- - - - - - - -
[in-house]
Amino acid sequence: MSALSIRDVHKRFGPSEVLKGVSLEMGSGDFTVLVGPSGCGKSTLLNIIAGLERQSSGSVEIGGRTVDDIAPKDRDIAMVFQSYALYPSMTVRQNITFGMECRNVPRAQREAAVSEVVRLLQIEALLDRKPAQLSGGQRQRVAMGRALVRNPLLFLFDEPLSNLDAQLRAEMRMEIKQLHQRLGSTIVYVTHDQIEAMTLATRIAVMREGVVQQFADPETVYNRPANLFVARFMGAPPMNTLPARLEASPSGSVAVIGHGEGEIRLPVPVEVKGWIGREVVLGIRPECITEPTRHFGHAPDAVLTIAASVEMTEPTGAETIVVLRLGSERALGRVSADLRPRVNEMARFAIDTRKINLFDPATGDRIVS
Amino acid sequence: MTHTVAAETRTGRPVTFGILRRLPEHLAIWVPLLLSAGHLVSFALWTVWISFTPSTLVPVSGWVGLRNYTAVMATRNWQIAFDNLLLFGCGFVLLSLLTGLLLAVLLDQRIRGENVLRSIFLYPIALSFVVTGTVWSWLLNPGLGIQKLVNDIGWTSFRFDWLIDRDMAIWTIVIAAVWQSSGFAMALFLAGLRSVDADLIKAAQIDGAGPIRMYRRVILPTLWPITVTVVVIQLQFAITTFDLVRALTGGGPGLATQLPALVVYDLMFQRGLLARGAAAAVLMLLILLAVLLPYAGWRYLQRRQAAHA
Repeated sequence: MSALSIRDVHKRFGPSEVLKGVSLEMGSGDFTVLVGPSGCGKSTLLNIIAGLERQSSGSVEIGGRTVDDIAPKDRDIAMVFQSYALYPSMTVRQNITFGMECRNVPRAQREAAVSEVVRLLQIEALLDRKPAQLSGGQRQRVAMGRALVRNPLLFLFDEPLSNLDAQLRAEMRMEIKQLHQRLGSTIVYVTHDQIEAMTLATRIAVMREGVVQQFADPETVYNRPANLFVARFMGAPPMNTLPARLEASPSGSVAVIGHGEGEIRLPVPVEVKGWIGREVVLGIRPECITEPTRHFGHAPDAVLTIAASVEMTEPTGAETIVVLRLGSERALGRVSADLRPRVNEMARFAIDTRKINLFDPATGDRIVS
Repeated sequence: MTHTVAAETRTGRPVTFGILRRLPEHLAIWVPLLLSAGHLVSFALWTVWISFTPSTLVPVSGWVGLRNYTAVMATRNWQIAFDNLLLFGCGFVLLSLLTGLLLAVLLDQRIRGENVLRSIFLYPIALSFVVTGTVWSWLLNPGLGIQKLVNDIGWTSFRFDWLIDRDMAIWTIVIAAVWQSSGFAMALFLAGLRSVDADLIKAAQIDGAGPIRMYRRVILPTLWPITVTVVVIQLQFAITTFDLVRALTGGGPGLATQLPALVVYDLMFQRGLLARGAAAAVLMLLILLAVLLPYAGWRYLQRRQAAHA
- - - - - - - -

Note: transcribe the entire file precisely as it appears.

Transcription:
[in-house]
Amino acid sequence: MSALSIRDVHKRFGPSEVLKGVSLEMGSGDFTVLVGPSGCGKSTLLNIIAGLERQSSGSVEIGGRTVDDIAPKDRDIAMVFQSYALYPSMTVRQNITFGMECRNVPRAQREAAVSEVVRLLQIEALLDRKPAQLSGGQRQRVAMGRALVRNPLLFLFDEPLSNLDAQLRAEMRMEIKQLHQRLGSTIVYVTHDQIEAMTLATRIAVMREGVVQQFADPETVYNRPANLFVARFMGAPPMNTLPARLEASPSGSVAVIGHGEGEIRLPVPVEVKGWIGREVVLGIRPECITEPTRHFGHAPDAVLTIAASVEMTEPTGAETIVVLRLGSERALGRVSADLRPRVNEMARFAIDTRKINLFDPATGDRIVS
Amino acid sequence: MTHTVAAETRTGRPVTFGILRRLPEHLAIWVPLLLSAGHLVSFALWTVWISFTPSTLVPVSGWVGLRNYTAVMATRNWQIAFDNLLLFGCGFVLLSLLTGLLLAVLLDQRIRGENVLRSIFLYPIALSFVVTGTVWSWLLNPGLGIQKLVNDIGWTSFRFDWLIDRDMAIWTIVIAAVWQSSGFAMALFLAGLRSVDADLIKAAQIDGAGPIRMYRRVILPTLWPITVTVVVIQLQFAITTFDLVRALTGGGPGLATQLPALVVYDLMFQRGLLARGAAAAVLMLLILLAVLLPYAGWRYLQRRQAAHA
Repeated sequence: MSALSIRDVHKRFGPSEVLKGVSLEMGSGDFTVLVGPSGCGKSTLLNIIAGLERQSSGSVEIGGRTVDDIAPKDRDIAMVFQSYALYPSMTVRQNITFGMECRNVPRAQREAAVSEVVRLLQIEALLDRKPAQLSGGQRQRVAMGRALVRNPLLFLFDEPLSNLDAQLRAEMRMEIKQLHQRLGSTIVYVTHDQIEAMTLATRIAVMREGVVQQFADPETVYNRPANLFVARFMGAPPMNTLPARLEASPSGSVAVIGHGEGEIRLPVPVEVKGWIGREVVLGIRPECITEPTRHFGHAPDAVLTIAASVEMTEPTGAETIVVLRLGSERALGRVSADLRPRVNEMARFAIDTRKINLFDPATGDRIVS
Repeated sequence: MTHTVAAETRTGRPVTFGILRRLPEHLAIWVPLLLSAGHLVSFALWTVWISFTPSTLVPVSGWVGLRNYTAVMATRNWQIAFDNLLLFGCGFVLLSLLTGLLLAVLLDQRIRGENVLRSIFLYPIALSFVVTGTVWSWLLNPGLGIQKLVNDIGWTSFRFDWLIDRDMAIWTIVIAAVWQSSGFAMALFLAGLRSVDADLIKAAQIDGAGPIRMYRRVILPTLWPITVTVVVIQLQFAITTFDLVRALTGGGPGLATQLPALVVYDLMFQRGLLARGAAAAVLMLLILLAVLLPYAGWRYLQRRQAAHA